Blow Frozen Bubbles

    Kids, there are some incredible frozen bubble photos on-line that are amazing. You too can blow bubbles that freeze into delicate frost patterns. You can even pick up the bubbles and examine them before they pop. All you need is bubble solution, a bubble wand, and a cold winter day (below freezing, at least).

    Please note:  All chemicals and experiments can entail an element of risk, and no experiments should be performed without proper adult supervision.

    It helps if you blow the bubbles close to a cold surface, so they don't freeze in the air and break upon landing. You can catch bubbles on mittens/gloves or on snow or ice. You should see a frost pattern forms on the bubble surface. The bubbles will eventually pop, but with a bit of practice you should be able to pick them up and examine them first.

    The frost creates magical patterns in the freezing bubbles. The smaller ones may freeze momentarily in mid-air, and then fall down and scatter like thin glass chips. The bigger ones should freeze more slowly on the surface.  Photographer Angela Kelly noted " they would freeze completely before the sun rose but that once the sun was in view they would defrost along the tops or cease freezing altogether.  We also noted how they would begin to deflate and implode in on themselves making them look like alien shapes or in some cases shatter completely leaving them to look like a cracked egg.”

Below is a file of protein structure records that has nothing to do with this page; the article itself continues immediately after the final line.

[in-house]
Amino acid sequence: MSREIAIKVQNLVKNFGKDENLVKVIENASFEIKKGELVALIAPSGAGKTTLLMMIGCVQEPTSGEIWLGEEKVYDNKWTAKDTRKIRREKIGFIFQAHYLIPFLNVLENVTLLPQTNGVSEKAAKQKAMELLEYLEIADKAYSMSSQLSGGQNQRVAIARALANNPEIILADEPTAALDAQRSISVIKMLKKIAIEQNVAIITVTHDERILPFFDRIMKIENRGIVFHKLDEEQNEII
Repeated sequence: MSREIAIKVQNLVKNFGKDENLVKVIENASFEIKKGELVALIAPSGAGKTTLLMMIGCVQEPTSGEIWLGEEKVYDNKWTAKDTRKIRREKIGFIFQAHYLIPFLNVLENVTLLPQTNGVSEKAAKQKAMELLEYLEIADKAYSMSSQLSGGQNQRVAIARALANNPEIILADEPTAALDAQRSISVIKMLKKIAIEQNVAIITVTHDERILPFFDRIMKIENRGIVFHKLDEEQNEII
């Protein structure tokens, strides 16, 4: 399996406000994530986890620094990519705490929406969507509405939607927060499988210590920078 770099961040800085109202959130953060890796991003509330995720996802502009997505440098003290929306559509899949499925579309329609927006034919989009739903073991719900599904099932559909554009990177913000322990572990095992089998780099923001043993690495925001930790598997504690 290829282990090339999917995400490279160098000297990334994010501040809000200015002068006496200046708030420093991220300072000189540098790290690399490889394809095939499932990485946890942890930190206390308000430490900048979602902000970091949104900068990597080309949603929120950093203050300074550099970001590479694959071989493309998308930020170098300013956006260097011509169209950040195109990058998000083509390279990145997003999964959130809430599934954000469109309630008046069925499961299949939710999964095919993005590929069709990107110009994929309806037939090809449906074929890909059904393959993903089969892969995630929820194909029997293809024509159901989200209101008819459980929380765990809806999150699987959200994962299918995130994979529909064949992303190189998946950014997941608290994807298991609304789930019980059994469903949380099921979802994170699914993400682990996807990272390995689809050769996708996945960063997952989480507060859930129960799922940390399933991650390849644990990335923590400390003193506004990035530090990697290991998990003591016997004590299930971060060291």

Any bubble solution will work. You can make your own detergent and water solution or make stronger bubbles using glycerin or corn syrup.  See the June 2013 issue of ChemShorts for Kids for the best recipes.  If you don't have seriously cold winter, your other option is to blow bubbles over dry ice (see below for a link with directions on how to do this).


    Angela Kelly,
    Anne Marie Helmenstine, Chemistry,
    ChemShorts June 2013 bubble recipes:
    Make frozen bubbles using dry ice: